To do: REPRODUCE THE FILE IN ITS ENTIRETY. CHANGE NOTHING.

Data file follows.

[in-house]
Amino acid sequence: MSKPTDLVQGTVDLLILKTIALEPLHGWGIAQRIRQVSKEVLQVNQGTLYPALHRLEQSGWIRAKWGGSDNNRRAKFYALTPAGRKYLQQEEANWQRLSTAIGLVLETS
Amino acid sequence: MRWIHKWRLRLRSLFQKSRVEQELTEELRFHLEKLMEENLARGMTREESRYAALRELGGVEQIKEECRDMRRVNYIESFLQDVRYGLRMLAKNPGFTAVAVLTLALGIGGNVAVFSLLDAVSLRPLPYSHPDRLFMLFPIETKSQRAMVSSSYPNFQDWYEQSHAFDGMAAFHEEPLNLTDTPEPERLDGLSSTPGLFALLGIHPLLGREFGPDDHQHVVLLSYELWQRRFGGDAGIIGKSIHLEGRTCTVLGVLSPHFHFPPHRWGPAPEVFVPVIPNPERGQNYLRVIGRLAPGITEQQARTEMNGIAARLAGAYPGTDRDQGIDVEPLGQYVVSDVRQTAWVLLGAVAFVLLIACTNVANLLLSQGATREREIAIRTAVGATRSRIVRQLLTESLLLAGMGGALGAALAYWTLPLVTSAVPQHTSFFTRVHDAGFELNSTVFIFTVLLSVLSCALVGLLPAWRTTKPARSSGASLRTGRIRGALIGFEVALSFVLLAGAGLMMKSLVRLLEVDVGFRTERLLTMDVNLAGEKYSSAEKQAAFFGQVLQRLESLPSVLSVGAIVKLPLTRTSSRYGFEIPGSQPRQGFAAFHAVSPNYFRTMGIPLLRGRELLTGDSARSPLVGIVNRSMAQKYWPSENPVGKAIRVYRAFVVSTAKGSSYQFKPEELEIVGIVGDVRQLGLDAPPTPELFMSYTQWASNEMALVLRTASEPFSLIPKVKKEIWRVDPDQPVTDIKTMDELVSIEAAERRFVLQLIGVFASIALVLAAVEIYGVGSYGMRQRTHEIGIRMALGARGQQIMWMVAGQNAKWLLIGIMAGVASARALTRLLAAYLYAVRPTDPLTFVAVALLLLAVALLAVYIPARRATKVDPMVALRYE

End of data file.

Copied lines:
[in-house]
Amino acid sequence: MSKPTDLVQGTVDLLILKTIALEPLHGWGIAQRIRQVSKEVLQVNQGTLYPALHRLEQSGWIRAKWGGSDNNRRAKFYALTPAGRKYLQQEEANWQRLSTAIGLVLETS
Amino acid sequence: MRWIHKWRLRLRSLFQKSRVEQELTEELRFHLEKLMEENLARGMTREESRYAALRELGGVEQIKEECRDMRRVNYIESFLQDVRYGLRMLAKNPGFTAVAVLTLALGIGGNVAVFSLLDAVSLRPLPYSHPDRLFMLFPIETKSQRAMVSSSYPNFQDWYEQSHAFDGMAAFHEEPLNLTDTPEPERLDGLSSTPGLFALLGIHPLLGREFGPDDHQHVVLLSYELWQRRFGGDAGIIGKSIHLEGRTCTVLGVLSPHFHFPPHRWGPAPEVFVPVIPNPERGQNYLRVIGRLAPGITEQQARTEMNGIAARLAGAYPGTDRDQGIDVEPLGQYVVSDVRQTAWVLLGAVAFVLLIACTNVANLLLSQGATREREIAIRTAVGATRSRIVRQLLTESLLLAGMGGALGAALAYWTLPLVTSAVPQHTSFFTRVHDAGFELNSTVFIFTVLLSVLSCALVGLLPAWRTTKPARSSGASLRTGRIRGALIGFEVALSFVLLAGAGLMMKSLVRLLEVDVGFRTERLLTMDVNLAGEKYSSAEKQAAFFGQVLQRLESLPSVLSVGAIVKLPLTRTSSRYGFEIPGSQPRQGFAAFHAVSPNYFRTMGIPLLRGRELLTGDSARSPLVGIVNRSMAQKYWPSENPVGKAIRVYRAFVVSTAKGSSYQFKPEELEIVGIVGDVRQLGLDAPPTPELFMSYTQWASNEMALVLRTASEPFSLIPKVKKEIWRVDPDQPVTDIKTMDELVSIEAAERRFVLQLIGVFASIALVLAAVEIYGVGSYGMRQRTHEIGIRMALGARGQQIMWMVAGQNAKWLLIGIMAGVASARALTRLLAAYLYAVRPTDPLTFVAVALLLLAVALLAVYIPARRATKVDPMVALRYE